Angrier music accompanies scenes such as “The Pit and the Pendulum”, into which Vidal inserts an insistent, almost mechanized electronic effect to enhance the notion of impending doom as the counterweighted blade from Poe’s nightmares becomes all too real for one unlucky victim. Later, cues such as “Man in Red Hat”, “Searching the Theatre” and the thrilling “Edgar Chases the Killer” embrace a more straightforward action music style, with strong string rhythms and an increased brass section accompanied by various electronic percussion elements allowing the music to pick up a brisk pace and adopt an exciting, energetic feel. The score’s big set piece finish, “Finding Emily” merges the two styles with two clever effects in the synth palette – an insistent heartbeat and a ticking clock, cleverly alluding both to the tell-tale heart of Poe’s classic work (in which a murderous protagonist is tortured with a ceaseless and guilt-ridden thump-thump from under his floorboards), as well as giving a nod and a wink to Poe’s own poisonous dilemma at the film’s conclusion, which will make sense to anyone who has seen the movie.
However, even the supposedly lighter moments of elegance and romance, which in other scores would provide a thankful counterbalance to all the darkness, are tinged with dread; despite their powerful romance on-screen, the gentle woodwind theme in “Ladies Luncheon” does not emerge into a true musical depiction of the passionate relationship between Poe and Emily until the darkly tender “Finding Emily” and the dream-like “Poe on Bench” towards the score’s conclusion. Instead, and for the most part, this is a dark score about dark deeds committed by evil people, inspired by a man with a twisted imagination. There’s not much lightness here, and anyone expecting the overarching sense of gloom to be lifted once in a while will not find themselves adequately fulfilled in that way.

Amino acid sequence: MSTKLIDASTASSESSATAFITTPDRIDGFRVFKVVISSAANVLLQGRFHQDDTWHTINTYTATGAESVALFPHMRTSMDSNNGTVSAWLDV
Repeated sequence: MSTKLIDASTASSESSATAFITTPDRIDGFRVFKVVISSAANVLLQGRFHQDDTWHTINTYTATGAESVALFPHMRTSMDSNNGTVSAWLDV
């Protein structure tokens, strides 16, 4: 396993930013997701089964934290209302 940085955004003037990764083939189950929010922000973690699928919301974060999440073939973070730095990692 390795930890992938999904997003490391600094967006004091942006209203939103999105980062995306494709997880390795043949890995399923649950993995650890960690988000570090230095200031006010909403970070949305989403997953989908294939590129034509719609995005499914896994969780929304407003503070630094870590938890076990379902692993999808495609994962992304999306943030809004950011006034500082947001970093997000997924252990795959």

Truthfully, The Raven doesn’t offer anything new beyond providing a decent film with a competent, effective thriller score. Scores like this have come and gone a dozen times before, and Vidal’s work here – had it been the first music I had heard by him – would not have impressed me greatly with anything much beyond adequate competence and a decent sense of setting-specific darkness. However, I know what Vidal is capable of, and I fully recognize The Raven as a necessary stepping stone to bigger things. The Raven is workmanlike, appropriate, and often enjoyable for its action and suspense material, but it’s unlikely to set the world alight and certainly won’t bring Lucas Vidal many new fans amongst those who had never heard his music before. But patience, dear reader, for our Iberian friend has other things up his sleeve, and if my predictions are accurate it won’t be long before he is anonymous never more.
Buy the Raven soundtrack from the Movie Music UK Store
- The Raven (2:34)
- Fields Arrives (1:51)
- The Pit and the Pendulum (1:16)
- Rush to the Theatre (1:32)
- Maddox Identifies the Body (1:37)
- Poe and Emily (1:07)
- Ladies Luncheon (1:16)
- Man in Red Hat (1:22)
- The Mystery of Marie Roget (1:40)
- The Entombment of Fortunato (4:34)
- Poe Talks of His Wife’s Death (1:37)
- Searching the Theatre (2:51)
- Police Breifing/Emily Box (2:12)
- Poe and Hamilton on the Path (1:52)
- Edgar Chases the Killer (2:44)
- Going to the Editor (2:01)
- Where’s Emily? (6:31)
- Finding Emily (1:48)
- Searching the Church Yard (1:09)
- Poe on Bench (1:51)
- In the Hospital (1:30)
- Rakish Paddy [BONUS] (1:57)
Running Time: 47 minutes 01 seconds
Sony 88691963782 (2012)
Music composed by Lucas Vidal. Orchestrated by Rick Giovinazzo, Larry Rench and Tim Rodler. Featured musical soloists Scott Shields and Steve Wickham. Recorded and mixed by Geoff Foster. Edited by Shie Rozoe. Album produced by Lucas Vidal.